In one example, the system 600 can retain a memory chip that retains a set of sound files as well as an internal clock. The sound instruction 530 of FIG. 5 can designate which sound file to play at a certain time and this can be recognized by the analysis component 610. In this example, the sound instruction 530 of FIG. 5 can be an instruction to play a commencement sound of an AK-47 firing. The identification component 620 can find an AK-47 sound file in the memory chip. More than one AK-47 sound file can exist and if the instruction does not specify, then the system 600 can use internal logic to select a sound file to use. Alternatively, if no AK-47 sound file exists on the memory chip, the system 600 can improvise (e.g., identify a similar sounding sound file) or send an error message. The AK-47 sound file can include commencement, conclusion, and/or reverberation sound information (e.g., as one file, as three separate files, etc.). Once identified, the recognition component 630 can find the AK-47 sound file and thus give the system 600 access to the AK-47 sound file. The implementation component 640 can cause emission of the appropriate sound (e.g., send an instruction to the source speaker component 210 to play an AK-47 commencement sound from the sound file).
FIG. 7 illustrates one embodiment of a system 700 comprising the source speaker component 210, the destination speaker component 220, and a housing 710. The housing 710 can function as the housing discussed above with regard to FIG. 5. The housing 710 can retain components disclosed herein, such as the source speaker component 210 and/or the destination speaker component 220 (e.g., the housing 710 can be a singular housing configured to retain the source speaker component 210 and the destination speaker component 220). Other example components that the housing 710 can retain, such as along with the source speaker component 210 and the destination speaker component 220, can be the analysis component 610 of FIG. 6, the identification component 620 of FIG. 6, the recognition component 630 of FIG. 6, and the implementation component 640 of FIG. 6.
The source speaker component 210 can be configured to emit a commencement sound that communicates an initiation of a first object in travel. The destination speaker component 220 can be configured to emit a conclusion sound that communicates a result of a second object in travel. Thus, a single system (e.g., the system 700) can retain the capability of functioning as a source and destination for sound.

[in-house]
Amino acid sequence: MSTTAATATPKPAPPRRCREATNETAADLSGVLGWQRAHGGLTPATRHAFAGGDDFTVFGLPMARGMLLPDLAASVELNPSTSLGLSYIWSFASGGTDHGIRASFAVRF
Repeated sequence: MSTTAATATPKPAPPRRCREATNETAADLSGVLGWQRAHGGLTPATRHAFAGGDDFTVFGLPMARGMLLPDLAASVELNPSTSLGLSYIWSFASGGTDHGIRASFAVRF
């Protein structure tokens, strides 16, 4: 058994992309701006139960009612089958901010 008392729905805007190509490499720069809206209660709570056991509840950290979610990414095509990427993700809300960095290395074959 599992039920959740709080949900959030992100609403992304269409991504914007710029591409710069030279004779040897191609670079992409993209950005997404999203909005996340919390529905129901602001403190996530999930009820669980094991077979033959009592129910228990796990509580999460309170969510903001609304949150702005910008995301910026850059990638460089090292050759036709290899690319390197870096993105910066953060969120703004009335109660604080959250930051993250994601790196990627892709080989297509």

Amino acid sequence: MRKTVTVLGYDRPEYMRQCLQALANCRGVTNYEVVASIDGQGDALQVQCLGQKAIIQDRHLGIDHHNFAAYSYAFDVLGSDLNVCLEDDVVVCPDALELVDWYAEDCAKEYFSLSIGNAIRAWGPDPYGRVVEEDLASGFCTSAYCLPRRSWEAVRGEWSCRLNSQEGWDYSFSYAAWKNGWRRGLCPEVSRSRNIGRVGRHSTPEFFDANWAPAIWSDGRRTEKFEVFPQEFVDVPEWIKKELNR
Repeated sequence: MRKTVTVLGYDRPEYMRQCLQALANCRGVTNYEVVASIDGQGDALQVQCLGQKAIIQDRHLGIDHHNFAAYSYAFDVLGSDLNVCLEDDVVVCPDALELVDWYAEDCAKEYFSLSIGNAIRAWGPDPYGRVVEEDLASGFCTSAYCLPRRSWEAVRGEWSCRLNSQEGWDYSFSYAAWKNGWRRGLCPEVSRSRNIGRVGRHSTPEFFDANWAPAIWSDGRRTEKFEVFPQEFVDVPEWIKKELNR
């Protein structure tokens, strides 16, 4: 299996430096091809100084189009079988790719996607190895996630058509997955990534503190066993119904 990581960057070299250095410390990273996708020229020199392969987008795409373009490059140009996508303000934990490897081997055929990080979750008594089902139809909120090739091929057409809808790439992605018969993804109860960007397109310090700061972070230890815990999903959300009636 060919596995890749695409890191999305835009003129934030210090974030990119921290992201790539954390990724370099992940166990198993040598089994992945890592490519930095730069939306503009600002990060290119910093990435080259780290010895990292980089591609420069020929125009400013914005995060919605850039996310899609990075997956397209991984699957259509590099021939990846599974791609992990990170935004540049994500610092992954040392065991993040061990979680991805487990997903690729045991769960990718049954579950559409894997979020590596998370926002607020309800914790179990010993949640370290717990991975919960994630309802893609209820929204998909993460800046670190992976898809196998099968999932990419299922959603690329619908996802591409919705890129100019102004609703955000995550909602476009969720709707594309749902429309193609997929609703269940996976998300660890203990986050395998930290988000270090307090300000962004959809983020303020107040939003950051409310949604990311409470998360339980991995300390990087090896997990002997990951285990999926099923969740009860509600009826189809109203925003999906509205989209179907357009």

In addition to the source speaker component 210 and the destination speaker component 220, the system 700 can comprise the echo speaker component 310 of FIG. 3. The echo speaker component 310 of FIG. 3 can be configured to emit a reverberation sound that communicates an echo of a third object in travel (e.g., the first object in travel, the second object in travel, and the third object in travel are all different objects). The housing 710 can retain the echo speaker component. Thus, a single system (e.g., the system 700) can retain the capability of functioning as a source and destination for sound as well as supply reverberation sound.
In one example, the system 700 can comprise a single speaker along with a hardware and software combination (e.g., the system 800 discussed below can retain software). Depending on the instruction provided, the system 700 can emit the commencement sound, the conclusion sound, or the reverberation sound (e.g., of different objects or of the same object). Thus, one system can function in different roles. Further, the source speaker component 210 and the destination speaker component 220 (e.g., along with the echo speaker component 310 of FIG. 3) can be one physical item that functions in different roles.
The first object in travel and the second object in travel are not the same object in travel (e.g., not the identically same object travelling at the same time) and the same can be said for the third object in travel. In one embodiment, the first object in travel and the second object in travel can be different object types (e.g., the first object is a bullet and the second object is an artillery shell). In one embodiment, the first object in travel and the second object in travel are different iterations of the same object type (e.g., the first object and second object are both water crashing as a wave—one earlier in time and one later in time).
FIG. 8 illustrates one embodiment of a system 800 comprising a processor 810 and a computer-readable medium 820 (e.g., non-transitory computer-readable medium). The computer-readable medium 820 can be retained by the housing 710 of FIG. 7. In one embodiment, the non-transitory computer-readable medium 820 is communicatively coupled to the processor 810 and stores a command set executable by the processor 810 to facilitate operation of at least one component disclosed herein (e.g., the source speaker component 210 of FIG. 2 and/or the destination speaker component 220 of FIG. 2). In one embodiment, components disclosed herein (e.g., the source speaker component 210 of FIG. 2 and/or the destination speaker component 220 of FIG. 2) can be implemented, at least in part, by way of non-software, such as implemented as hardware (e.g., implemented by way of the processor 810 and/or computer-readable medium 820). In one embodiment, the non-transitory computer-readable medium 820 is configured to store processor-executable instructions that when executed by the processor 810, cause the processor 810 to perform a method disclosed herein (e.g., the methods 1200 and 1300 discussed below).